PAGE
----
- The Washington Times - Thursday, October 17, 2013

Bombs have been planted in the confessional box of one of the world’s oldest churches in the rebel-held town of Yabroud, Syria’s most senior Christian leader has revealed.

While visiting in London, Patriarch Gregorios III said the two explosives were found early Tuesday morning at the Cathedral of Constantine and Helen, one of them in the confessional box, The Telegraph reported.

He also claimed that Christian families in the town had been required to pay a monthly protection tax.

“Yabroud is under the control of armed groups, and Christians are asked for protection money, yet in spite of this, there are these bombs being placed in the church,” the patriarch said.

He added that in the event of a rebel victory in the country’s civil war, life for Christians could get even harder because of the jihadist ideologies among many fighting against President Bashar Assad and his regime, the report said.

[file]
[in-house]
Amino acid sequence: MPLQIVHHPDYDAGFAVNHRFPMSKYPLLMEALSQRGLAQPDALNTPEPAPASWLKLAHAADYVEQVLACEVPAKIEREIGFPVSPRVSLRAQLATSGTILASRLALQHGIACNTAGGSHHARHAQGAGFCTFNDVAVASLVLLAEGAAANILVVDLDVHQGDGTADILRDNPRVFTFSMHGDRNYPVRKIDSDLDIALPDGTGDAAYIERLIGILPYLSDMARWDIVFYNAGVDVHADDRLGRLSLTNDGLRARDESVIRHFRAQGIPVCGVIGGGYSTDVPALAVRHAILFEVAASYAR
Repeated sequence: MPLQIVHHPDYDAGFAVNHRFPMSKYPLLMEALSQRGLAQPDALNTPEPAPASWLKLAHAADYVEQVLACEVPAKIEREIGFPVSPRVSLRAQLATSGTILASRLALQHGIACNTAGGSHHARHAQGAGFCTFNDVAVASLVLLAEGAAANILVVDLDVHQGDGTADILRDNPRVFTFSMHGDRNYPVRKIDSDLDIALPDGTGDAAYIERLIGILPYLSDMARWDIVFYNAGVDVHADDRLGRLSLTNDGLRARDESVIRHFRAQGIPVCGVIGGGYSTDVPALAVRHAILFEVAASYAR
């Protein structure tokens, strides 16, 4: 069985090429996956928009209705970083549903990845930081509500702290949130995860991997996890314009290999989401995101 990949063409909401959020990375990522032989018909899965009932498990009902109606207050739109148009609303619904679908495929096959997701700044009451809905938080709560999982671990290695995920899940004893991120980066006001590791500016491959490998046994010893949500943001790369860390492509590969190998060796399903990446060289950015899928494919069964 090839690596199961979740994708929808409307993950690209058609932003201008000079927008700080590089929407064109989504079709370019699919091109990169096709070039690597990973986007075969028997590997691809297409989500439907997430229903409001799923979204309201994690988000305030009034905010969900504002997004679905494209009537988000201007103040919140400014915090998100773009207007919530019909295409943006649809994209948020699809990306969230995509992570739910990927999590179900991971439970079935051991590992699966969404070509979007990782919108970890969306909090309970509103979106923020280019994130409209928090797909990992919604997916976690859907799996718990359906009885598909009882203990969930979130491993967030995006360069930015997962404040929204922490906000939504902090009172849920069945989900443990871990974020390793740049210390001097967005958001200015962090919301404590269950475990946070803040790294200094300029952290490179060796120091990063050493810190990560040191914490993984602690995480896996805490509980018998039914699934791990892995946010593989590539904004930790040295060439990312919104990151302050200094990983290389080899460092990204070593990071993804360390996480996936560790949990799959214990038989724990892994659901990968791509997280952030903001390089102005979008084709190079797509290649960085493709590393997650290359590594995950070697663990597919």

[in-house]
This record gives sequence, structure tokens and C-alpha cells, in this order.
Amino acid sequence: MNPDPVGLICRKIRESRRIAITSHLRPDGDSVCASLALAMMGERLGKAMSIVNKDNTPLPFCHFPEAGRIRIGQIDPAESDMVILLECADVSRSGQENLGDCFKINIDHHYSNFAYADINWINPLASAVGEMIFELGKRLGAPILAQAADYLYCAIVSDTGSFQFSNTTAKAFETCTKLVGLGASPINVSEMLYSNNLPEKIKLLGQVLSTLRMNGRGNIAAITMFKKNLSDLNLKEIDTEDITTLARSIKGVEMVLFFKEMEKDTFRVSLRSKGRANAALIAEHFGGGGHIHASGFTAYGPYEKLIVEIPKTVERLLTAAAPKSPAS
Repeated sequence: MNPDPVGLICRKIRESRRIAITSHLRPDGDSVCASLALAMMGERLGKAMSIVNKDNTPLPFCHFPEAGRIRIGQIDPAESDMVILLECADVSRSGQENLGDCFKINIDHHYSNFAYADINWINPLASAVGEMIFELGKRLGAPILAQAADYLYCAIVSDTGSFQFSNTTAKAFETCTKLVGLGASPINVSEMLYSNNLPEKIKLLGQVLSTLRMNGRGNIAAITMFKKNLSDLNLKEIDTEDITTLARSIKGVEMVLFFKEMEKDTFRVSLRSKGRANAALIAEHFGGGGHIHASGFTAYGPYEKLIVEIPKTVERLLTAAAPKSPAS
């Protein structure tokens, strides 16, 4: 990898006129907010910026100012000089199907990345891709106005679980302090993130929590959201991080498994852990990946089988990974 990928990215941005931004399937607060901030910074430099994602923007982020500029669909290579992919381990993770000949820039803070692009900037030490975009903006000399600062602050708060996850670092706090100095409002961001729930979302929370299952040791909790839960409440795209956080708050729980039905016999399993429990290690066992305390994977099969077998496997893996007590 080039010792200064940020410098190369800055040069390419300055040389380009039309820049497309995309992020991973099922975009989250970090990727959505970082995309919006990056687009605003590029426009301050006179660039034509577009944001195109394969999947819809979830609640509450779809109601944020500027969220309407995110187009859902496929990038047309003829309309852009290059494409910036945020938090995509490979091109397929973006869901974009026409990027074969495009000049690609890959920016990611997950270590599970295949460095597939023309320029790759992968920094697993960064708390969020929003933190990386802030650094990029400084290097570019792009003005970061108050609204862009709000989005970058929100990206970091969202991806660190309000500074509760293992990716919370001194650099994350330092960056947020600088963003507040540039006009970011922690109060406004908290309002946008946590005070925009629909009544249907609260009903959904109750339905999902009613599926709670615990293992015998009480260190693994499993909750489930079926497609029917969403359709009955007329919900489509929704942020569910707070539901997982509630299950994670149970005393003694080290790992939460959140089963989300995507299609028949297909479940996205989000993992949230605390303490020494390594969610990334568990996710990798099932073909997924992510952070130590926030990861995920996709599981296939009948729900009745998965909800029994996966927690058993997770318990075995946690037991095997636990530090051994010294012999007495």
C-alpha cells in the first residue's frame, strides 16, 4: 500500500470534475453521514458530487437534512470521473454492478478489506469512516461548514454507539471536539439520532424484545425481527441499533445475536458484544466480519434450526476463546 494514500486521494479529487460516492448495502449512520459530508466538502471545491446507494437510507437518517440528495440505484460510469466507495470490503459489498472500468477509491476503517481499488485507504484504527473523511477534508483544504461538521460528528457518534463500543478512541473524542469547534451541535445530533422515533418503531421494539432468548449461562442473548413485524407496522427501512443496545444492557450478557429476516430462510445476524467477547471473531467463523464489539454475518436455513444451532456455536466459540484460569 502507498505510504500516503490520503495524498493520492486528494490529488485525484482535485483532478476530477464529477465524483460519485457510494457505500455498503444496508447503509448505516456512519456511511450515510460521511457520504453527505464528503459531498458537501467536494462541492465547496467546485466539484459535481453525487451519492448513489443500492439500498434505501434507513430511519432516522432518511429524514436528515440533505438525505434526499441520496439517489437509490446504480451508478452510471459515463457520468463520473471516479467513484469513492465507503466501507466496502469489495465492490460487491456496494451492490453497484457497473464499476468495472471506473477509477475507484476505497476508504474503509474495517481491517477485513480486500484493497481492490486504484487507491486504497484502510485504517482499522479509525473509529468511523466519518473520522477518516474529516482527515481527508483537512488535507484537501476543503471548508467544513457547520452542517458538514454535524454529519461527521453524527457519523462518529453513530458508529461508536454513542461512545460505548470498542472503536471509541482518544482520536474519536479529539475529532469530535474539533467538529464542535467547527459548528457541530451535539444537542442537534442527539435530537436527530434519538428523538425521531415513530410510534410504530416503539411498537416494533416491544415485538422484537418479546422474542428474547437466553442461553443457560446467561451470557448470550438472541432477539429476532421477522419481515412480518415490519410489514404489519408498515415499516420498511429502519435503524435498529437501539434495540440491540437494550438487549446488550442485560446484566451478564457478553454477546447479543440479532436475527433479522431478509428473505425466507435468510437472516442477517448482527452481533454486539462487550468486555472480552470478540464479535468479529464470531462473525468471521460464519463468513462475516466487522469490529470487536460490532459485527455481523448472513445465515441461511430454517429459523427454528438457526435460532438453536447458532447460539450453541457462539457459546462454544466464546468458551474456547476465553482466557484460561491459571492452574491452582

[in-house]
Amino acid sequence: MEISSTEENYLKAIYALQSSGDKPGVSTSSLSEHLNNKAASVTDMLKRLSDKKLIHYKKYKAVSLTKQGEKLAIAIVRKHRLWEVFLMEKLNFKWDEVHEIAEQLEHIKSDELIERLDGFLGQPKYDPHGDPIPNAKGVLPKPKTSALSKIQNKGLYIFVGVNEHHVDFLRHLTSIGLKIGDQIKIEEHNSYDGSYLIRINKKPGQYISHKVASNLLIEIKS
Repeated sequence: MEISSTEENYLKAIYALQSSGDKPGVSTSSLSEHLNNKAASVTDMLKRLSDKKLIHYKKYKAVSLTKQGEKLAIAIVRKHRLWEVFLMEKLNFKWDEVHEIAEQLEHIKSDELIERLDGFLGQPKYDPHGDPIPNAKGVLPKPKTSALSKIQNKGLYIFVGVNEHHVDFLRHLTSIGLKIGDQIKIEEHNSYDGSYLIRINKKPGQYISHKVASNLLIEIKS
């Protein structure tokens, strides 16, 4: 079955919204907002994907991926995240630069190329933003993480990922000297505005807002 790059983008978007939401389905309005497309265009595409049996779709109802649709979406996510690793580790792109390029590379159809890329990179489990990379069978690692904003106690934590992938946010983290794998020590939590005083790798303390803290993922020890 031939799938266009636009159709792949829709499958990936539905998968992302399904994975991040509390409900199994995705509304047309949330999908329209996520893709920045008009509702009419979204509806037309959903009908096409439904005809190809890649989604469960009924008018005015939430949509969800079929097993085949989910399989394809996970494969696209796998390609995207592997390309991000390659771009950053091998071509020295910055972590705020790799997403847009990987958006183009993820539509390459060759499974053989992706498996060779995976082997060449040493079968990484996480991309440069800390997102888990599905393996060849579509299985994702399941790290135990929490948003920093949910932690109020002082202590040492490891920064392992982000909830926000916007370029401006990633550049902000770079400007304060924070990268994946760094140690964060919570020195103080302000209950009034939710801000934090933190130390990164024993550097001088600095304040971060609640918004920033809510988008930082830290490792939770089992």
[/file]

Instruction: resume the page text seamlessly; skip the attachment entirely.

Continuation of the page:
“The extremists are against even the normal rebel opposition,” he said, The Telegraph reported. “This is an issue for Muslims as well as Christians. I am not afraid from Islam, I am just afraid of chaos, which will allow these groups to play a very destructive role.”

“Some people are saying that we Christians are the friends of the regime, but we are not, we are just ordinary Syrians, and we pray for all,” he added. “Besides, even if we are for the regime, that is our right as free people.”

• Jessica Chasmar can be reached at jchasmar@washingtontimes.com.

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